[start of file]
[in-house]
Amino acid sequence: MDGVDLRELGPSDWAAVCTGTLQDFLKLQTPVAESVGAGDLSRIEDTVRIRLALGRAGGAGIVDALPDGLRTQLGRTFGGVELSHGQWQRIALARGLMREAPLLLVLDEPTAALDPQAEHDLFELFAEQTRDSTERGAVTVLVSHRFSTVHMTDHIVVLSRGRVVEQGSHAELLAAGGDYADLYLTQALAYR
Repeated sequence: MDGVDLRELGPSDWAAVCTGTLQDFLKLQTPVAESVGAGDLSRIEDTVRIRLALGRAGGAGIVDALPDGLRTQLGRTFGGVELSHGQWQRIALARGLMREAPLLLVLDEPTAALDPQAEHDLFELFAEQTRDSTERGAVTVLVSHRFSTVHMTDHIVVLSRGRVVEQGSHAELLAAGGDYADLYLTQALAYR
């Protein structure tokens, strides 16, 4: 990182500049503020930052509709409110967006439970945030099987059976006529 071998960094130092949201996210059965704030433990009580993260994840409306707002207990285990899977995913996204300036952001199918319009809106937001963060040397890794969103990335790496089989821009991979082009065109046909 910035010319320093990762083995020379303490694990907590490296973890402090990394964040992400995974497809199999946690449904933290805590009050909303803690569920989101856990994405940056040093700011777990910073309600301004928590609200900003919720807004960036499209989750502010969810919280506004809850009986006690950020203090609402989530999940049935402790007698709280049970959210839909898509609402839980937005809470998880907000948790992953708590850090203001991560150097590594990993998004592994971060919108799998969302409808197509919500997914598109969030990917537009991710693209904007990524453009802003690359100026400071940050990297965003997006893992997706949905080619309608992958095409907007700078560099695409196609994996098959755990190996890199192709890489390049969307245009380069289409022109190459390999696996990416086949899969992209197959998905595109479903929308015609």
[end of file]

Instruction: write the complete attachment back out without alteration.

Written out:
[in-house]
Amino acid sequence: MDGVDLRELGPSDWAAVCTGTLQDFLKLQTPVAESVGAGDLSRIEDTVRIRLALGRAGGAGIVDALPDGLRTQLGRTFGGVELSHGQWQRIALARGLMREAPLLLVLDEPTAALDPQAEHDLFELFAEQTRDSTERGAVTVLVSHRFSTVHMTDHIVVLSRGRVVEQGSHAELLAAGGDYADLYLTQALAYR
Repeated sequence: MDGVDLRELGPSDWAAVCTGTLQDFLKLQTPVAESVGAGDLSRIEDTVRIRLALGRAGGAGIVDALPDGLRTQLGRTFGGVELSHGQWQRIALARGLMREAPLLLVLDEPTAALDPQAEHDLFELFAEQTRDSTERGAVTVLVSHRFSTVHMTDHIVVLSRGRVVEQGSHAELLAAGGDYADLYLTQALAYR
């Protein structure tokens, strides 16, 4: 990182500049503020930052509709409110967006439970945030099987059976006529 071998960094130092949201996210059965704030433990009580993260994840409306707002207990285990899977995913996204300036952001199918319009809106937001963060040397890794969103990335790496089989821009991979082009065109046909 910035010319320093990762083995020379303490694990907590490296973890402090990394964040992400995974497809199999946690449904933290805590009050909303803690569920989101856990994405940056040093700011777990910073309600301004928590609200900003919720807004960036499209989750502010969810919280506004809850009986006690950020203090609402989530999940049935402790007698709280049970959210839909898509609402839980937005809470998880907000948790992953708590850090203001991560150097590594990993998004592994971060919108799998969302409808197509919500997914598109969030990917537009991710693209904007990524453009802003690359100026400071940050990297965003997006893992997706949905080619309608992958095409907007700078560099695409196609994996098959755990190996890199192709890489390049969307245009380069289409022109190459390999696996990416086949899969992209197959998905595109479903929308015609």